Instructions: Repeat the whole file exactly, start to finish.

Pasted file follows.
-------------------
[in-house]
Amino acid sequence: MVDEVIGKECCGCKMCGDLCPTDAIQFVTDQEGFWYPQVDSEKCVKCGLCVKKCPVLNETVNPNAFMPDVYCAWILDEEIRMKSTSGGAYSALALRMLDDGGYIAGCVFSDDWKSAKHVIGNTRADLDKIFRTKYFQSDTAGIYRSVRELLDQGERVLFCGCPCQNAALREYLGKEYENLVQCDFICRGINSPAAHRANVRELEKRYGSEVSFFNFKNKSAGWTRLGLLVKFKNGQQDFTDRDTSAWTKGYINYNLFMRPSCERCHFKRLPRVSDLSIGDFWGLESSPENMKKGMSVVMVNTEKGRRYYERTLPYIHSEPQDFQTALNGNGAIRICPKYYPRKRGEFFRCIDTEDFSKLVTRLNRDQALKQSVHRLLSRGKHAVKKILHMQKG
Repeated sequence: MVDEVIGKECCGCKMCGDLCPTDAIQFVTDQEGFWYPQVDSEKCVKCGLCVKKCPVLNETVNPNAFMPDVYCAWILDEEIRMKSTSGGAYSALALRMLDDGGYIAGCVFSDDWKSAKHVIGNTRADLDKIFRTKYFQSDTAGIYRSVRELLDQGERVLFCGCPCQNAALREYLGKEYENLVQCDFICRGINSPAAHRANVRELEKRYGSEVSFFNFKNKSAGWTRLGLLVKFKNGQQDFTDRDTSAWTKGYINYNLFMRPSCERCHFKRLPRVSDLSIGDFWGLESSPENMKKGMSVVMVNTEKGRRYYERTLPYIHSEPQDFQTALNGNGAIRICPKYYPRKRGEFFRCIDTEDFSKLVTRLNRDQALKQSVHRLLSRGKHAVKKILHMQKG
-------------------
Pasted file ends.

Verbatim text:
[in-house]
Amino acid sequence: MVDEVIGKECCGCKMCGDLCPTDAIQFVTDQEGFWYPQVDSEKCVKCGLCVKKCPVLNETVNPNAFMPDVYCAWILDEEIRMKSTSGGAYSALALRMLDDGGYIAGCVFSDDWKSAKHVIGNTRADLDKIFRTKYFQSDTAGIYRSVRELLDQGERVLFCGCPCQNAALREYLGKEYENLVQCDFICRGINSPAAHRANVRELEKRYGSEVSFFNFKNKSAGWTRLGLLVKFKNGQQDFTDRDTSAWTKGYINYNLFMRPSCERCHFKRLPRVSDLSIGDFWGLESSPENMKKGMSVVMVNTEKGRRYYERTLPYIHSEPQDFQTALNGNGAIRICPKYYPRKRGEFFRCIDTEDFSKLVTRLNRDQALKQSVHRLLSRGKHAVKKILHMQKG
Repeated sequence: MVDEVIGKECCGCKMCGDLCPTDAIQFVTDQEGFWYPQVDSEKCVKCGLCVKKCPVLNETVNPNAFMPDVYCAWILDEEIRMKSTSGGAYSALALRMLDDGGYIAGCVFSDDWKSAKHVIGNTRADLDKIFRTKYFQSDTAGIYRSVRELLDQGERVLFCGCPCQNAALREYLGKEYENLVQCDFICRGINSPAAHRANVRELEKRYGSEVSFFNFKNKSAGWTRLGLLVKFKNGQQDFTDRDTSAWTKGYINYNLFMRPSCERCHFKRLPRVSDLSIGDFWGLESSPENMKKGMSVVMVNTEKGRRYYERTLPYIHSEPQDFQTALNGNGAIRICPKYYPRKRGEFFRCIDTEDFSKLVTRLNRDQALKQSVHRLLSRGKHAVKKILHMQKG